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Suicide is Rampant Among Nurses. Here’s How to Make a Difference


Published September 29, 2023 · 2 Min Read

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Suicide is a widespread problem in the nursing community. Learn more about suicide and find meaningful solutions to help nurses and nursing students.
Suicide is Rampant Among Nurses. Here’s How to Make a Difference
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If you or someone you know is considering suicide, please contact the 988 Suicide & Crisis Lifeline at 988 or 1-800-273-TALK (8255), available 24 hours a day, seven days a week. All calls are confidential, and anyone can use this service. (This service was formerly known as The National Suicide Prevention Lifeline.

  • Between 2007 and 2018, nurses were 18% more likely to die by suicide than the general public.
  • Healthcare organizations are taking action to improve mental health and reduce suicide risk among nurses, nursing students, and other healthcare workers.
  • The 988 Lifeline is an underused tool for people with suicidal ideation.

A study published in JAMA Psychiatry found that nurses had a higher risk of suicide than the general public and physicians. As the largest segment of the US healthcare workforce, the mental health crisis facing nurses today is a crisis facing all of us.

Suicide is one of the leading causes of death in the United States. In 2018, more than 48,000 individuals died by suicide, and that number is growing.

History of depression, other mental illnesses, and environmental factors can increase the risk of suicide and suicidal thoughts.

September is Suicide Prevention Month. With that in mind, it's time to help the nurses who help us. Nurses often ignore their health to care for their patients. Learn more about suicide, the growing mental health crisis within the nursing community, and meaningful solutions to help nurses.

Nurse Suicide: A Growing Problem

The U.S. Centers for Disease Control and Prevention National Violent Death Reporting System reported between 2007 and 2018, nurses were 18% more likely to die by suicide than the general public. Female nurses were twice as likely to die by suicide than the general public.

Although there are limited studies on suicide among nursing students, one Brazilian study showed that 53.3% of students had a risk of suicide, and a little over 20% were at high risk for suicide. Research has found that nursing students experience more stress and mental health illnesses than the average college student.

At the height of the COVID-19 pandemic, about 100,000 nurses left the profession. With recent nurse strikes, the ongoing national nurse shortage, and nurse burnout, nurses are experiencing mental health crises and conditions, including:

  • Depression
  • Anxiety
  • Post-traumatic stress disorder
  • Substance use disorder

Substance use disorder is a big issue among nurses. Healthcare workers frequently experience alcoholism. Studies show that 1 in 5 nurses will develop a substance use disorder. Also, for nurses who have died by suicide, according to the JAMA report, toxicology examination reports found substances in the blood like:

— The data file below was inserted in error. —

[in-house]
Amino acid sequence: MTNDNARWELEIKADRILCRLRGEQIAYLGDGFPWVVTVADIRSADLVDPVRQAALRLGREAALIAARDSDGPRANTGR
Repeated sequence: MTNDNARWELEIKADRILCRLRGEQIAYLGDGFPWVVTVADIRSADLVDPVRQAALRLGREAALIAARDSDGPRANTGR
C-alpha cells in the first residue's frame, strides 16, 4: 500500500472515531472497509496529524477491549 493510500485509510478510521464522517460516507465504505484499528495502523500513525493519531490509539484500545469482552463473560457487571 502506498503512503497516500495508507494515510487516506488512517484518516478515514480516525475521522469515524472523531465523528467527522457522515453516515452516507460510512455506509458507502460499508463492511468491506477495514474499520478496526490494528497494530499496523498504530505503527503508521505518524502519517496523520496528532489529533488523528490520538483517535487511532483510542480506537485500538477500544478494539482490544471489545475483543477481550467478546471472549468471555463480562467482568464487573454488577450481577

• Antidepressants
  • Benzodiazepines
  • Opiates

Nurse Suicide: Finding a Fix

Research shows that most individuals who die by suicide will have visited a healthcare system in the week, month or year before their death. This is a critical time when stakeholders like healthcare facilities, nursing schools and insurance companies can play a role in creating evidence-based follow-up programs and suicide prevention programs for these individuals.

The American Association of Colleges of Nursing (AACN) published a call to action encouraging schools to promote healthy nurses and faculty by focusing on:

  • Mental health
  • Physical health
  • Healthy lifestyles
  • Overall well-being

The AACN also noted the high suicide rate among nurses and the distress and burnout they face. They declared a “Healthy Nurse, Healthy Nation” social movement.

Organizations are forming meaningful programs to improve mental health and suicide among nurses, nursing students and other healthcare workers. Here are two organizations moving the needle:

  • Don’t Clock Out: The 501(c)(3) nonprofit organization was created in 2022 by nurses after the tragic suicide of their friend, Michael, a nurse. According to the website, its mission is to “advocate for nurses living with mental illness and provide a digital crisis intervention platform to members of the nursing community who are considering suicide.”
  • Debriefing The Frontline: Debriefing The Frontlines was founded in March 2020 after noticing the trauma nurses were experiencing during the COVID-19 pandemic. According to their website, their mission is to “deliver psychological first aid, sustained emotional wellness programs and continuing education (CEUs) to nurses across all specialties.”

The launch of 988, a national suicide prevention hotline, was a solution for individuals having mental health or substance use crises to connect with counselors immediately. However, in an opinion piece, a physician suggests the number should be more accessible. A smartphone app that immediately connects to 988 would improve usage, especially for adolescents.

Suicide devastates families, friends, and communities. The right interventions at the right time can prevent tragedy and improve the quality of life and well-being of those who need it.

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